SK: I heard a recording of Brian’s testimony at his trial. He sounded like a broken man, grief- stricken and remorseful even 18 years after the crime. How could he have so cruelly killed his best friend? Wouldn’t divorce have been a safer alternative for Denise and Brian?
SBE: Denise was a powerful woman. Her husband Mike would literally leave his job to drive to a nearby gas station and pump Denise’s gas. I don’t mean he drove home, picked up the car, and had it filled up. She actually drove to the station and sat in the car while drove out to meet her and then pumped the gas! She knew how to wrap men around her little finger.
Brian said they had discussed divorce instead of murder but that Denise wouldn’t consider the subject, largely because she didn’t want to share custody of her 19-month-old daughter, Anslee. She also didn’t want to go through life with the stigma of being a divorcee. Murder, therefore, became the only option.
SK: As long as I am asking case-specific questions, let me ask a about the Michelle Young case from your first book. Why do you think Jason took her wedding and engagement rings?
I think Jason Young took the rings because he had decided his wife was not “worthy” of them. There was a minor theme of rings in this case: he had also violently yanked the engagement ring off of his former fiancé Genevieve Jacobs when he concluded she wasn’t worthy of wearing it. Then he pretended to swallow the wedding ring of his long-time camper friend Carol Ann Sowerby while he and Michelle were having dinner with her a couple of weeks before the murder.
SK: Why do you think authors and readers are drawn to the subject of murder?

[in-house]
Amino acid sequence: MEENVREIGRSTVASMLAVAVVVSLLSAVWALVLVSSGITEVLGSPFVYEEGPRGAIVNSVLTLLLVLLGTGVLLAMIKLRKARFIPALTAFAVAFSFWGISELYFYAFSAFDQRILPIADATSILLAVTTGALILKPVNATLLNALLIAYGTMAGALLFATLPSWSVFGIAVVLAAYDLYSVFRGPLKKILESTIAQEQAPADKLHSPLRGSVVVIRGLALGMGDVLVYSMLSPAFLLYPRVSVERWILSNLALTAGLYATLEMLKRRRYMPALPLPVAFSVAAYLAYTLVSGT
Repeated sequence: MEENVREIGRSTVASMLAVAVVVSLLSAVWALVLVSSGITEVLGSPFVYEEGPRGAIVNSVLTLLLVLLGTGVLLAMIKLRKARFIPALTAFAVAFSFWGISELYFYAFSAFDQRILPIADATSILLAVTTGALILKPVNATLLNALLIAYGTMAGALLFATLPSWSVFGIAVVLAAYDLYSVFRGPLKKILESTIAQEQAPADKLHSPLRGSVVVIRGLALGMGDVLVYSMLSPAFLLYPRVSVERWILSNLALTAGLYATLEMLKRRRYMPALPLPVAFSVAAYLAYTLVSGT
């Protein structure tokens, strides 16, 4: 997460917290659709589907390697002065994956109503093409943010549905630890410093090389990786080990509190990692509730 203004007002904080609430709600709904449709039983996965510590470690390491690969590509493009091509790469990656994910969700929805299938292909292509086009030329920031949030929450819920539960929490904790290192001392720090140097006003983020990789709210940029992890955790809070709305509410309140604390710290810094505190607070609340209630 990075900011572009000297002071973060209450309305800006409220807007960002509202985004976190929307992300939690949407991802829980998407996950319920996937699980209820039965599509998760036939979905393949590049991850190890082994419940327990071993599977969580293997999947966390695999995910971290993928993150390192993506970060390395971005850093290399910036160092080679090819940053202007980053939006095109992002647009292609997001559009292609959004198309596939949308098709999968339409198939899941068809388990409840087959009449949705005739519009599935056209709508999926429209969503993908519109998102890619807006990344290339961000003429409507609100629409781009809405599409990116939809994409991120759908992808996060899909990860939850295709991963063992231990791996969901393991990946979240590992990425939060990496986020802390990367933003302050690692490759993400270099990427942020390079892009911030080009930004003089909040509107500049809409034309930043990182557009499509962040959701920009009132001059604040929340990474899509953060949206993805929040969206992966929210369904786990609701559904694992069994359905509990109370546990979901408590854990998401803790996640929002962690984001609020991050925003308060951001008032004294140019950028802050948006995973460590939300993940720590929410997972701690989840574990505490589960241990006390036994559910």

SBE: I think part of the attraction is that as humans, we are all capable of committing these atrocious acts. It is fascinating to consider why some people cross the line of violence and depravity while nearly all the rest of us don’t, even when we are confronted by very similar circumstances. We need to look in the mirror and ask ourselves, “Am I capable of doing that?”
SK: What stops most of us from doing it?
SBE: The realization that we won’t get away with it and that a manageable problem will turn into a much bigger problem.
SK: Who are your favorite true crime authors?
SBE: I have probably read only about a dozen true crime books in my life including Joe McGinniss’s FATAL VISION and CRUEL DOUBT, Jerry Bledsoe’s BITTER BLOOD, and most recently, C.J. Wynn’s WILDER INTENTIONS. Though she is widely considered at the forefront of the genre and was quite prolific, I’ve never read any of Ann Rule’s books.
SK: What about your publishing experience? I think you found a publisher before finding an agent. How did that happen? Has the publisher handled the marketing of your books? I have heard that they generally do not do much for first-time authors.
SBE: You are right about publishers and marketing. I began by looking for an agent, but when I didn’t find one willing to take me on I queried @Black Lyon Publishing. They were specifically interested in getting into true crime at the time and I became their first true crime author. While they were incredibly supportive and publicized any event that was scheduled, as a small company, they have only limited marketing capabilities, so I had to do a lot of marketing on my own.
My wife constructed a commercial Facebook page for me and I developed websites for each book which helps drive some traffic. I’ve become pretty good at learning how best to boost Facebook ads to get lots of eyeballs on my books in people’s Facebook feeds. But “free” media has worked best for me…articles in magazines and newspapers about my books, being featured in podcasts and radio programs, and lately appearances on t.v. documentaries about these same stories.
SK: Thanks so much for your time! You have given me lots to think about. Do you have another book project in the works?
SBE: I do but am not ready to talk about it yet. I have a much looser time frame for this one and am working at a much slower pace. An upcoming trial is my primary job currently and it takes most of my attention. I have a co-author for the next book, another attorney, so that will be a new experience.
SK: I wish you both the best with your new endeavor and will be waiting to read the book!